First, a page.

Need a job? Check out renewable energy
The renewable energy industry is adding jobs at twice the national rate.
The AP reports, "The fledgling renewable energy industry has grown steadily over
much of the past decade, adding jobs at more than twice the national
rate," a recent study from the Pew Charitable Trusts indicates, with "solar and wind-power companies, energy-efficient light
bulb makers, environmental engineering firms and others [expanding] their work
force by 9.1% from 1998 to 2007, the latest year available."
In contrast, "the
average job growth in all industries was 3.7% during the same period."
However, "the Pew study does not include employment data from the past 18
months, a volatile period for the energy industry" that has seen a number
of large companies lay off workers or go bankrupt. And even prior to that,
clean energy jobs have not necessarily "kept pace with overall job
losses." Still, officials say, "the report shows that the clean
energy sector has proven itself sustainable."
'clean-energy economy' grew 9.1% between 1998 and 2007 to 777,000 jobs. While
that is just half a% of all U.S. jobs, the clean-energy economy is poised to
grow significantly with financial support from the public and private
sectors," according to the study's authors. One Pew official said,
"The nation's clean-energy economy is poised for explosive growth."
She added, "The trends include surging venture capital investment...a
critical growth rate in clean-energy generation, energy efficiency, and
environmentally friendly products."
The Los Angeles Times reports, "The new jobs pay anywhere from $21,000 to $111,000 a year for
various positions including clerks, construction workers, skilled craftsmen,
and engineers. Fields that will need more workers include clean energy
production, energy efficiency, environmentally friendly manufacturing, and
conservation and pollution control." And, according to a separate UC
Berkeley study, "the expansion of the green jobs economy could continue to
pay dividends well into future ... Using more wind, solar, and other types of
renewable electricity could generate as many as 87,000 jobs in California by
2050, the study said."
Meanwhile, the UC Berkeley
researchers "found the renewable energy industry was more labor intensive
than traditional fossil-fuel businesses," the Wired Science blog noted. The Pew study "differs from government projections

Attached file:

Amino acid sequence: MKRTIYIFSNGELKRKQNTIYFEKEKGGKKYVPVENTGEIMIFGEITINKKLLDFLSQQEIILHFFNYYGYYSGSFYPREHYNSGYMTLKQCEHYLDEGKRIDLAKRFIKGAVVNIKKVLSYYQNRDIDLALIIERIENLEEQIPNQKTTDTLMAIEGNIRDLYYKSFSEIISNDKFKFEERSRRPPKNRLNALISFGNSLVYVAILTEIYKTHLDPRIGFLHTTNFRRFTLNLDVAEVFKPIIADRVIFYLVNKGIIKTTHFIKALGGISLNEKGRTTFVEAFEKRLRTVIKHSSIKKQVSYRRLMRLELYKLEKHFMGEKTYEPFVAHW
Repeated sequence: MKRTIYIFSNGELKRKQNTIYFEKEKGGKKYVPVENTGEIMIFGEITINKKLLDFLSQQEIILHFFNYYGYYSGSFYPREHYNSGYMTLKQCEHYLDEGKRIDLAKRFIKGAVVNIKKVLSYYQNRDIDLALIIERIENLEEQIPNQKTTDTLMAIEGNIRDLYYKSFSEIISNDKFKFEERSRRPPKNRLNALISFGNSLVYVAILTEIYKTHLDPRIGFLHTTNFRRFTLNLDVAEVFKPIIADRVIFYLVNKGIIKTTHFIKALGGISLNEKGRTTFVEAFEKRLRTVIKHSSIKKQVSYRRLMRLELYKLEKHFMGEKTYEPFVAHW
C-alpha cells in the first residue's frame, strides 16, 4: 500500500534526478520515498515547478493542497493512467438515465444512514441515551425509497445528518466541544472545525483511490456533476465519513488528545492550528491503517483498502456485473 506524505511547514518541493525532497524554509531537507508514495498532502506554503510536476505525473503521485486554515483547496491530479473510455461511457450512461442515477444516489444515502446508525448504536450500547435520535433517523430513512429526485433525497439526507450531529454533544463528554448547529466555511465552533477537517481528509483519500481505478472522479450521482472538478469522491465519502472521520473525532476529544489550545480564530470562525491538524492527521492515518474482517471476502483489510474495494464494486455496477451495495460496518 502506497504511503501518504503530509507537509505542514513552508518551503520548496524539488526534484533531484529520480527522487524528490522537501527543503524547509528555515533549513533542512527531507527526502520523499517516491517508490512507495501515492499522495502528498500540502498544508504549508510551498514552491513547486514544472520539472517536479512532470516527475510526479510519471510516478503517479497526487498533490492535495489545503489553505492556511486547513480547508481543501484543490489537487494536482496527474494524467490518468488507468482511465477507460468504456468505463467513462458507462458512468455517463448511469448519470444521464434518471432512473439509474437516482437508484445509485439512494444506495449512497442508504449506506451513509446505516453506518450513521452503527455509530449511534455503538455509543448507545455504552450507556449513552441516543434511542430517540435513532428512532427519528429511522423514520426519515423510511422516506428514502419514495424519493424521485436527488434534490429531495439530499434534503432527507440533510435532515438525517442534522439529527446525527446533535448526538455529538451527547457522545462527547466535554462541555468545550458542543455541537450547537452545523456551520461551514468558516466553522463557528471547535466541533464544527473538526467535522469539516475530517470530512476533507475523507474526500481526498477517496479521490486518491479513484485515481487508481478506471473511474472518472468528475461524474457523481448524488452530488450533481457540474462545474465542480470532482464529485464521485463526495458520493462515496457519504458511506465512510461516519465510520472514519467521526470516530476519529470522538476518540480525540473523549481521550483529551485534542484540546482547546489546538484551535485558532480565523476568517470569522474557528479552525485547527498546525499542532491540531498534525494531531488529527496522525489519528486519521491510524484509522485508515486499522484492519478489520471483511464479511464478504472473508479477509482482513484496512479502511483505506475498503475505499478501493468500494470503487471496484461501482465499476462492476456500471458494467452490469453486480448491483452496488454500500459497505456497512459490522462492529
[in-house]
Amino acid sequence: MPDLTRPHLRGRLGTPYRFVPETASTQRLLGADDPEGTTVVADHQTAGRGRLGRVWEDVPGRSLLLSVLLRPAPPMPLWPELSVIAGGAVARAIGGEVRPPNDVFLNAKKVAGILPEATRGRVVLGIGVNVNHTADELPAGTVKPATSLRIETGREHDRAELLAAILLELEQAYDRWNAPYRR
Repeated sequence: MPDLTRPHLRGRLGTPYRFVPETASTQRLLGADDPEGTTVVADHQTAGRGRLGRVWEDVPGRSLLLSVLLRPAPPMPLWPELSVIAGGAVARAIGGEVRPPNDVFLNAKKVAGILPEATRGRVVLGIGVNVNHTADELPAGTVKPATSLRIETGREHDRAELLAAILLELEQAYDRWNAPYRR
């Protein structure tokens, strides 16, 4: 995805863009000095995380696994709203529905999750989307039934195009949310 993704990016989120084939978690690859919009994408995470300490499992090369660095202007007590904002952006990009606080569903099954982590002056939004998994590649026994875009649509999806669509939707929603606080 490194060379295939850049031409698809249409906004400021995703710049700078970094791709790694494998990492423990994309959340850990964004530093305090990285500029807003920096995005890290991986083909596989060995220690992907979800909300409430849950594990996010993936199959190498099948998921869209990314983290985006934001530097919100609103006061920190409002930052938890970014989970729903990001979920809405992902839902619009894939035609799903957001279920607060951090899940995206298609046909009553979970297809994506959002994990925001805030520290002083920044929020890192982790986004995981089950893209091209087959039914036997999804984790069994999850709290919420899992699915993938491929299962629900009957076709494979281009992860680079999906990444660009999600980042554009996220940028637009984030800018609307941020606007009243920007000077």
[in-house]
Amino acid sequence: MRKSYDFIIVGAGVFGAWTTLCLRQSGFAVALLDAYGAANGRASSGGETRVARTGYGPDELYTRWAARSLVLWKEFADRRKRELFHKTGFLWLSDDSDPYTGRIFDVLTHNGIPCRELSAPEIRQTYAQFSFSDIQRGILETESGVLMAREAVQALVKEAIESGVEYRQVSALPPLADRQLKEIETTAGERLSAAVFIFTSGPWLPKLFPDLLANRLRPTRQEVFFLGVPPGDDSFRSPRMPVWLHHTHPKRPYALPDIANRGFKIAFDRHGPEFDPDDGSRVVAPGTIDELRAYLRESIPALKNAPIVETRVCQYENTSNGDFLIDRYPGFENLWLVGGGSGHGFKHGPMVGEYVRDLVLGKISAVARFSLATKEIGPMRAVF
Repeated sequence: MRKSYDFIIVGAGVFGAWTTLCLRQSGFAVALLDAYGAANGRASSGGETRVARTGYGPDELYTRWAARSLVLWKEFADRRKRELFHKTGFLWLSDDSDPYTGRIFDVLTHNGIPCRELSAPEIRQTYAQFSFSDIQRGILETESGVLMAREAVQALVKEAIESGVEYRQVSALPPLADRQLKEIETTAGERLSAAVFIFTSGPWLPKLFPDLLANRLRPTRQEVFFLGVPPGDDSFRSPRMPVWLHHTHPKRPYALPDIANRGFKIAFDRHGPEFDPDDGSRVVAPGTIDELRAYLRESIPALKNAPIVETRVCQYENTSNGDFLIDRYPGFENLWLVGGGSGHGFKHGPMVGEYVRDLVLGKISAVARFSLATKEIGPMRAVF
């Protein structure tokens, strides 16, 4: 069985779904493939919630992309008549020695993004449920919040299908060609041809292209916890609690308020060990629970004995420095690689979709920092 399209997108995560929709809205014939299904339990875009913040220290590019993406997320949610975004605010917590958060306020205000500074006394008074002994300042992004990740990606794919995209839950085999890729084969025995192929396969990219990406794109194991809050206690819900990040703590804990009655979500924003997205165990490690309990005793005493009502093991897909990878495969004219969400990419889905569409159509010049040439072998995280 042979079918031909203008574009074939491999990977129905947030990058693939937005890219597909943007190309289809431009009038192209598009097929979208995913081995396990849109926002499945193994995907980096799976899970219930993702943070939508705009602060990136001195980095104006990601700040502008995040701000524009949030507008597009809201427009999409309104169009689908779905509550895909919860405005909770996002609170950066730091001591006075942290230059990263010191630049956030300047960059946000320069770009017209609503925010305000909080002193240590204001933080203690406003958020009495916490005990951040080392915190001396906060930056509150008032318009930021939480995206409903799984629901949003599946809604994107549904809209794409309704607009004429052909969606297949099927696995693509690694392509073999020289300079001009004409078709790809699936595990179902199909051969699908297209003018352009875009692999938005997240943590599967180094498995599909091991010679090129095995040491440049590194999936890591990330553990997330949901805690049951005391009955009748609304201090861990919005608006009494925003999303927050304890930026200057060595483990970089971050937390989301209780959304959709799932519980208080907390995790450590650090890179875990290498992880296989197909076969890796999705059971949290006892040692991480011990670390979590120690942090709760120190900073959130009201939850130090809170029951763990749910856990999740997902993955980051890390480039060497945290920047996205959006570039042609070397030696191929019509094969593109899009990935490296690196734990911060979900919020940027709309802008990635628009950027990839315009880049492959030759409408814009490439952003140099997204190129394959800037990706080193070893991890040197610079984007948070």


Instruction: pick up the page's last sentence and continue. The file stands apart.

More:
or most industry association estimates in that it counts individual jobs, not
entire industries," leading to what its researchers call "the most
precise depiction to date" of green jobs. The researchers
"recommended a 'comprehensive, economy-wide energy plan' and implicitly
endorsed the President's stated desire to sign a climate and energy bill."
The Christian Science Monitor reports, "The highest number of green jobs is in California with 125,390 jobs. The lowest is
in Wyoming with
1,419. The Pew study found the national average for jobs for each state is
Case Study Database
Get more exposure for your case study by uploading it to the Plant Engineering case study database, where end-users can identify relevant solutions and explore what the experts are doing to effectively implement a variety of technology and productivity related projects.
These case studies provide examples of how knowledgeable solution providers have used technology, processes and people to create effective and successful implementations in real-world situations. Case studies can be completed by filling out a simple online form where you can outline the project title, abstract, and full story in 1500 words or less; upload photos, videos and a logo.
Click here to visit the Case Study Database and upload your case study.
Annual Salary Survey
In a year when manufacturing continued to lead the economic rebound, it makes sense that plant manager bonuses rebounded. Plant Engineering’s annual Salary Survey shows both wages and bonuses rose in 2012 after a retreat the year before.
Average salary across all job titles for plant floor management rose 3.5% to $95,446, and bonus compensation jumped to $15,162, a 4.2% increase from the 2010 level and double the 2011 total, which showed a sharp drop in bonus.